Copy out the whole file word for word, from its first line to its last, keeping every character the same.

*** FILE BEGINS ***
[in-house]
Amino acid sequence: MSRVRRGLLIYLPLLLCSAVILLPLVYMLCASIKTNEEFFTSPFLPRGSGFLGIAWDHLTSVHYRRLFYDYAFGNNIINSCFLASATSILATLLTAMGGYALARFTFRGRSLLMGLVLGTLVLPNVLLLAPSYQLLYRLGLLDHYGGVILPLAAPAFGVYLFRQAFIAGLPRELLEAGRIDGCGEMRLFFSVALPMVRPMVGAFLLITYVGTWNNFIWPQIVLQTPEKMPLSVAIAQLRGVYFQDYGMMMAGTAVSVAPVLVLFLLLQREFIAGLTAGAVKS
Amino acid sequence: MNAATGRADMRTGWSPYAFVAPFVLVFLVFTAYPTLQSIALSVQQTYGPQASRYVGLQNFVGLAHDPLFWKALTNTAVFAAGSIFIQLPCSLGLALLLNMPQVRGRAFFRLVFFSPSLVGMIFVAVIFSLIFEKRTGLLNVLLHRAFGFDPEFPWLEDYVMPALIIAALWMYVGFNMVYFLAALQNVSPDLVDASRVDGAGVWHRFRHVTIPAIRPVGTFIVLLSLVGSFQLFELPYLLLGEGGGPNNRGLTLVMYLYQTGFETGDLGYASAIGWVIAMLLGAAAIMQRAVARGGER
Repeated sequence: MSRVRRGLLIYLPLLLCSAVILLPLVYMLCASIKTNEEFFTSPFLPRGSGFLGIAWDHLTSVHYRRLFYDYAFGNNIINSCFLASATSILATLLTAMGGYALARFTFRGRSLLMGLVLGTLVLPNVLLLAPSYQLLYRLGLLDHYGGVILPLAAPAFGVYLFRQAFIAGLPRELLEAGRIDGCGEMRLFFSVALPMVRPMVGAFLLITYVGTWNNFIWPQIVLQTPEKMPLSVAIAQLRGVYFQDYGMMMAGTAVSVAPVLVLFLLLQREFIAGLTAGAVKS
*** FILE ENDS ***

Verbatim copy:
[in-house]
Amino acid sequence: MSRVRRGLLIYLPLLLCSAVILLPLVYMLCASIKTNEEFFTSPFLPRGSGFLGIAWDHLTSVHYRRLFYDYAFGNNIINSCFLASATSILATLLTAMGGYALARFTFRGRSLLMGLVLGTLVLPNVLLLAPSYQLLYRLGLLDHYGGVILPLAAPAFGVYLFRQAFIAGLPRELLEAGRIDGCGEMRLFFSVALPMVRPMVGAFLLITYVGTWNNFIWPQIVLQTPEKMPLSVAIAQLRGVYFQDYGMMMAGTAVSVAPVLVLFLLLQREFIAGLTAGAVKS
Amino acid sequence: MNAATGRADMRTGWSPYAFVAPFVLVFLVFTAYPTLQSIALSVQQTYGPQASRYVGLQNFVGLAHDPLFWKALTNTAVFAAGSIFIQLPCSLGLALLLNMPQVRGRAFFRLVFFSPSLVGMIFVAVIFSLIFEKRTGLLNVLLHRAFGFDPEFPWLEDYVMPALIIAALWMYVGFNMVYFLAALQNVSPDLVDASRVDGAGVWHRFRHVTIPAIRPVGTFIVLLSLVGSFQLFELPYLLLGEGGGPNNRGLTLVMYLYQTGFETGDLGYASAIGWVIAMLLGAAAIMQRAVARGGER
Repeated sequence: MSRVRRGLLIYLPLLLCSAVILLPLVYMLCASIKTNEEFFTSPFLPRGSGFLGIAWDHLTSVHYRRLFYDYAFGNNIINSCFLASATSILATLLTAMGGYALARFTFRGRSLLMGLVLGTLVLPNVLLLAPSYQLLYRLGLLDHYGGVILPLAAPAFGVYLFRQAFIAGLPRELLEAGRIDGCGEMRLFFSVALPMVRPMVGAFLLITYVGTWNNFIWPQIVLQTPEKMPLSVAIAQLRGVYFQDYGMMMAGTAVSVAPVLVLFLLLQREFIAGLTAGAVKS